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Washington mint oil industry packs fresh impact

As the country’s top producer of mint oil, Washington helps keep breath minty fresh
“The Columbia Basin and Yakima Valley have the ideal climate,” said Jim Kassebaum, chairman of the Washington Mint Commission and a longtime mint farmer from Outlook.
In 2008, the state produced more than 1.9 million pounds of peppermint oil and nearly 1.8 million pounds of spearmint oil. One pound equals about a pint and packs a punch. About 12,500 sticks of gum or 1,000 tubes of toothpaste can be flavored from a pound of mint oil, according to the commission.
Kassebaum and about 40 others in the mint industry recently convened at WSU’s Irrigated Agriculture Research and Extension Center in Prosser to hear about threats to mint plants and how to control harmful pathogens, as well as learn about various irrigation techniques and more. It was a chance for hands-on updates on the latest research.
Dennis Johnson, WSU plant pathologist, talked about rotating crops with mint to help control Verticillium wilt. And at a test plot full of mint plants, Troy Peters and Romulus Okwany explained the results of using varrying quatities of water on the plants.
Harold Sealock, a mint farmer near Toppenish, attended the event. He was particularly interested in the research on deficit irrigation. Hearing about the latest research from WSU was educational, he said, adding that researchers are always helpful when it comes to pest and weed problems.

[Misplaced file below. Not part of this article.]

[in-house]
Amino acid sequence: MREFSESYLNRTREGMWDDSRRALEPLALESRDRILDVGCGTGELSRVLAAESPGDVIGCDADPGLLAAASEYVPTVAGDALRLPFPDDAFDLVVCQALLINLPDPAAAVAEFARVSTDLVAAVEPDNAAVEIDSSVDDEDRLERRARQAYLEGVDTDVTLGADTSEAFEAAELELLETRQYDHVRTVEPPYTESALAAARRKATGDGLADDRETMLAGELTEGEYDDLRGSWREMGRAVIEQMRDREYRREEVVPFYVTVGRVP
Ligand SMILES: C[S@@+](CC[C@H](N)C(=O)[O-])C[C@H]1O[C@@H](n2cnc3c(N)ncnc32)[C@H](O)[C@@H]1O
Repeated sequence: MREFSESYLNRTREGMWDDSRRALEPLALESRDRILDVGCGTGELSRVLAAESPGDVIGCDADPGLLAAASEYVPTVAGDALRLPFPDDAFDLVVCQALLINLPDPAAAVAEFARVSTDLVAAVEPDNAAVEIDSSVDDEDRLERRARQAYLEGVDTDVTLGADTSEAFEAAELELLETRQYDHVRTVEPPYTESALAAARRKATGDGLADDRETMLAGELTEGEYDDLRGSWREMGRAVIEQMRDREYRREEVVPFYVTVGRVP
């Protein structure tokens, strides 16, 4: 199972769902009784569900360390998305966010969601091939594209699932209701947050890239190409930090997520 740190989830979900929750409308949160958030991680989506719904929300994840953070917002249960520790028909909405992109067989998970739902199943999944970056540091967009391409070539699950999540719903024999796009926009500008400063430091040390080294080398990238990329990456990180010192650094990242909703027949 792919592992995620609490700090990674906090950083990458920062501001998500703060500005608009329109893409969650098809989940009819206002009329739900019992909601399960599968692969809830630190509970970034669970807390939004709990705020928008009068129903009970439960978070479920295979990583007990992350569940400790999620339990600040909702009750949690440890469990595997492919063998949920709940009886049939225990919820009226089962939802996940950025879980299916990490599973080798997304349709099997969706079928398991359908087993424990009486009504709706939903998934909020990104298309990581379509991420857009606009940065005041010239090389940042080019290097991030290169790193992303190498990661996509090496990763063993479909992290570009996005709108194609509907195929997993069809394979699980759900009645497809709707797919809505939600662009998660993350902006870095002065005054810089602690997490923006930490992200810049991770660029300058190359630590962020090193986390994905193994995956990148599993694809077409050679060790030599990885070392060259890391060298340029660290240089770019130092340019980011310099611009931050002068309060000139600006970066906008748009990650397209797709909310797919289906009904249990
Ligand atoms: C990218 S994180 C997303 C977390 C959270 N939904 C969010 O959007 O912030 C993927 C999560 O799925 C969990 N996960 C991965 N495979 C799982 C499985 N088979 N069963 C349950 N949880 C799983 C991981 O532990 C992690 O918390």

Meanwhile, back in Pullman, Mark Lange, an assistant professor in WSU’s Institute of Biological Chemistry, is researching the potential of mint as a disease-fighting drug platform. By introducing genes from other medicinal plants in peppermint, he hopes to create precursors to existing drugs or new molecules that can be developed as drugs.
“What we’re trying to do is change the composition of the oil so that the oil contains chemicals important as intermediates in the pharmaceutical and fragrance industries,” Lange recently told the Capital Press.
Mint is being used because it’s easy to grow, is highly productive and can be quickly distilled into a food-grade oil.
“You have a very clean product, and the new chemical is accumulated in a food-grade oil and can be used directly,” he said.
Currently, Lange and his colleagues are working to induce a precursor to an anti-malarial molecule in peppermint, with an anti-cancer drug in the wings.   
From the agronomic to the genomic, WSU mint research continues to have fresh impact.

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